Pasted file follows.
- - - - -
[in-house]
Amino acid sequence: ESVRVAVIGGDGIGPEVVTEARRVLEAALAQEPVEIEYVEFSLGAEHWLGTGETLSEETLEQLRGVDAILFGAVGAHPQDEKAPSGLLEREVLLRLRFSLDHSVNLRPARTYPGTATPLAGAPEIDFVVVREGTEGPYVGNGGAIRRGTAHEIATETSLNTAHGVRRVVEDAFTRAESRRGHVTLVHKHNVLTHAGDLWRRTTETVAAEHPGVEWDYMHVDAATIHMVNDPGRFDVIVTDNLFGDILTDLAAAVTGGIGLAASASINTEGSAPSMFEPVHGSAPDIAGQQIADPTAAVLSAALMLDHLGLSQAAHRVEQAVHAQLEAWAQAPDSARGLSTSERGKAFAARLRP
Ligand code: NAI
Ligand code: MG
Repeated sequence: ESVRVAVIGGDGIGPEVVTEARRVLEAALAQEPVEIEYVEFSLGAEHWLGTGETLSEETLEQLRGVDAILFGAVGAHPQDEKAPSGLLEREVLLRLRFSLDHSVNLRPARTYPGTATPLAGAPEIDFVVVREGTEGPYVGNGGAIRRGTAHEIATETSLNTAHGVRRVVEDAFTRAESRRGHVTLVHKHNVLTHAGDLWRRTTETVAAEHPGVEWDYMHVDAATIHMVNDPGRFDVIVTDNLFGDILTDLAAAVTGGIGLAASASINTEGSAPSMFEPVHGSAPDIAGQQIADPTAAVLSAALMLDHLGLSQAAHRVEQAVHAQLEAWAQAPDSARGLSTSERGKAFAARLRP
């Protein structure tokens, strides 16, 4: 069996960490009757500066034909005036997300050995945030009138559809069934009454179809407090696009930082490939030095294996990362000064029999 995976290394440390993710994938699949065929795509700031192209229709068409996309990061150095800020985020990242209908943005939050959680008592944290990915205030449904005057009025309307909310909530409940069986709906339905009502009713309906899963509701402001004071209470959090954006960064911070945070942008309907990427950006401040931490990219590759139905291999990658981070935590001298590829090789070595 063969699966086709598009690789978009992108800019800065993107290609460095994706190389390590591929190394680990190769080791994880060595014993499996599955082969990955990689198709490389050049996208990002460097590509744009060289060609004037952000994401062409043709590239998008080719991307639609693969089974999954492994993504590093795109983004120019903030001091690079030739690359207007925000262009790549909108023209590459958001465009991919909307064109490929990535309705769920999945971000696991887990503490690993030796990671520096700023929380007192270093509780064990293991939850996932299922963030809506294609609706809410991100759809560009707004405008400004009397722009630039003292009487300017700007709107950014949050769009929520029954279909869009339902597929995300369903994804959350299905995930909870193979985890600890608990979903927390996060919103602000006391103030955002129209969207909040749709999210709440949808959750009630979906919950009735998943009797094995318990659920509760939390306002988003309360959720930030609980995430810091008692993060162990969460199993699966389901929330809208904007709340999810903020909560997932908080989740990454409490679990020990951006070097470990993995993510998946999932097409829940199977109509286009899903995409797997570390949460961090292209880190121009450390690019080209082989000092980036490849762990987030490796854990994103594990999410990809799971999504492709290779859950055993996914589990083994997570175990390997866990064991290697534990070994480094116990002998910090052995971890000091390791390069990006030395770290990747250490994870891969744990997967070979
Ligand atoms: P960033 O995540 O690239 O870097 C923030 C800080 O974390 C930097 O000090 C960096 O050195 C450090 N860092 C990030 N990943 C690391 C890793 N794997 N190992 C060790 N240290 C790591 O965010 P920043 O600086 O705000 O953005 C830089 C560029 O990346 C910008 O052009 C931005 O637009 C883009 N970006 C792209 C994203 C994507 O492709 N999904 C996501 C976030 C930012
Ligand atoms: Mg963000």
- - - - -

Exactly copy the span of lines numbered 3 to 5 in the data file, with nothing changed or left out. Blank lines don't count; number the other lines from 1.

Ligand code: NAI
Ligand code: MG
Repeated sequence: ESVRVAVIGGDGIGPEVVTEARRVLEAALAQEPVEIEYVEFSLGAEHWLGTGETLSEETLEQLRGVDAILFGAVGAHPQDEKAPSGLLEREVLLRLRFSLDHSVNLRPARTYPGTATPLAGAPEIDFVVVREGTEGPYVGNGGAIRRGTAHEIATETSLNTAHGVRRVVEDAFTRAESRRGHVTLVHKHNVLTHAGDLWRRTTETVAAEHPGVEWDYMHVDAATIHMVNDPGRFDVIVTDNLFGDILTDLAAAVTGGIGLAASASINTEGSAPSMFEPVHGSAPDIAGQQIADPTAAVLSAALMLDHLGLSQAAHRVEQAVHAQLEAWAQAPDSARGLSTSERGKAFAARLRP